During the October meltdown, I passed around some advice on getting oneself to a more defensive portfolio allocation. I threw around names such as Verizon (VZ) - Get Report , Seagate Technology (STX) - Get Report , KeyCorp (KEY) - Get Report , and Pfizer (PFE) - Get Report as hideouts that had good track records on meeting dividend payments regardless of market conditions. I also threw my oil names at you... Royal Dutch (RDS.A) , British Petroleum (BP) - Get Report , and ExxonMobil (XOM) - Get Report . Al of these names did help ease what was has been a nasty bout of volatility.
I missed one, not just for you, but for my own book as well, that I really can't believe I missed. My bad, because this name had been one of my staples in the past. That name is Altria (MO) - Get Report . The name reacted well to Q3 earnings that were released on October 25th. Cigarette volume dropped off a bit, but there was a surge in smokeless tobacco usage. Have an ethical problem with investing in tobacco? That is understandable. Then, this is not for you.
Altria pays out a quarterly dividend of $0.80, good enough at these prices for a yield of slightly more than 5%. The track record? This dividend runs with a five year growth rate of more than 8%, and a ten year rate of more than 11%. On top of that, the stock has performed, but is that move done? This name does trade at less than ten times forward looking earnings, but obviously can not be valued as a normal equity.
We see here loose adherence to both Fibonacci and Pitchfork models, but not a true obedience. The stock did experience the benefit of a technical reaction to a "golden cross" in mid-October ahead of earnings. I would love to grab some of this stock for my dividend book, but you know that I hate to chase. In fact, I just do not do it. I would love to somehow take a three or four dollar discount. If only there were a way.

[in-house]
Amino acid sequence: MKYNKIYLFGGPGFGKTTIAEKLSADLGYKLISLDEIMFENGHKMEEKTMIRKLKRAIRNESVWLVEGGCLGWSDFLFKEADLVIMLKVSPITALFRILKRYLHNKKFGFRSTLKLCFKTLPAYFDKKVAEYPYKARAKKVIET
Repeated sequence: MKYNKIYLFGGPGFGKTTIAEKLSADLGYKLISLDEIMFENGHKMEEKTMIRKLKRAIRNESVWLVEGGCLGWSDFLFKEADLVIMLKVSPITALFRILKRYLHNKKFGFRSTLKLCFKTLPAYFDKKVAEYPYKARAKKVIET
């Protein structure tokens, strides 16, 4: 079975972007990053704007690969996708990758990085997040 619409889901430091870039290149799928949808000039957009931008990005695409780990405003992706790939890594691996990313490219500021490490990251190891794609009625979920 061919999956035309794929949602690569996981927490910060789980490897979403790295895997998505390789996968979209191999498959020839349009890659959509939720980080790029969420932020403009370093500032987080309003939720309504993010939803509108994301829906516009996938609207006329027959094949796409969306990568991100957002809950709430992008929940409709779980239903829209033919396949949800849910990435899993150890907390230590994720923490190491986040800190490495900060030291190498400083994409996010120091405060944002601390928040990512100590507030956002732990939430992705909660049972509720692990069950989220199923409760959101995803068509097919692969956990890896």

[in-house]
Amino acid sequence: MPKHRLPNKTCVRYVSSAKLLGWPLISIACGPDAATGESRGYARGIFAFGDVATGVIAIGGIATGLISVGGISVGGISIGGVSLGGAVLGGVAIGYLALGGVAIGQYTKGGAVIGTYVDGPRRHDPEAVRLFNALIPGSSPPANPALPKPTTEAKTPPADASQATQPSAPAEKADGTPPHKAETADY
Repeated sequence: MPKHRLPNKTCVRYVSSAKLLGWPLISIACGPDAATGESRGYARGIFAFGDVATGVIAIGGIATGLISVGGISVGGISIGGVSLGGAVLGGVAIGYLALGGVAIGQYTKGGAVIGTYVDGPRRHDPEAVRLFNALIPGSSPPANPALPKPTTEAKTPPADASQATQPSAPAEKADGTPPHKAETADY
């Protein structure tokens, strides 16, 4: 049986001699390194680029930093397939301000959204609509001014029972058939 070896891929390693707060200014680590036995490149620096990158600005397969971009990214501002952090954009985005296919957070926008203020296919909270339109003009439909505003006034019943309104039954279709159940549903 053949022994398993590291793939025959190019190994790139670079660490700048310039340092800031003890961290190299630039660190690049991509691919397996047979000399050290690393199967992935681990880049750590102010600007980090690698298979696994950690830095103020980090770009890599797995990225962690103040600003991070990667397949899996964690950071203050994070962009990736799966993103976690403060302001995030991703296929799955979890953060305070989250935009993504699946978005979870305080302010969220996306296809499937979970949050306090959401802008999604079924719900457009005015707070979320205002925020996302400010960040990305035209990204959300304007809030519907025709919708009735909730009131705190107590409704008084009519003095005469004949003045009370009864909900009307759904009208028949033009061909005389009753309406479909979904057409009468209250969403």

The Trades (minimal lots)
You could just buy the equity at or close to the last sale of $63.67. A long-term investor would receive dividend payments totaling $3.20 per year at the current rate. If left alone, this would drive that investor's net basis considerably lower over time. I have another, faster idea. The firm reports again in January.
-Purchase 100 shares on Altria (MO) at or close to the last sale of $63.67.
-Sale of one MO January $70 Call (last: $0.43)
-Sale of one MO January $57.50 Put (last: $0.83)
-Sale of one MO January $55 Put (last: $0.53)
1) Equity stays between 55 and 70: Trader owns 100 shares at a net basis of $61.88. With one dividend payment likely in December, that basis would drop further to $61.08.
2) Equity runs above $70 by January: Trader is flat the stock with a forced sale at $70, resulting in a net profit of $8.92 or 14.6%.
3) Equity sags below $55 by January: Trader would then be long 300 shares at a net basis of $57.86 (including the dividend payment on 100 shares.) This trader would at that time, sell three covered calls to further reduce that basis.
(A longer version of this column appeared at 8:23 a.m. ET on Real Money, our premium site for active traders. Click here to get great columns like this from Stephen "Sarge" Guilfoyle, Jim Cramer and other experts throughout the market day.)
At the time of publication, Stephen Guilfoyle was Long VZ, STX, KEY, PFE, RDS.A, BP, XOM equity.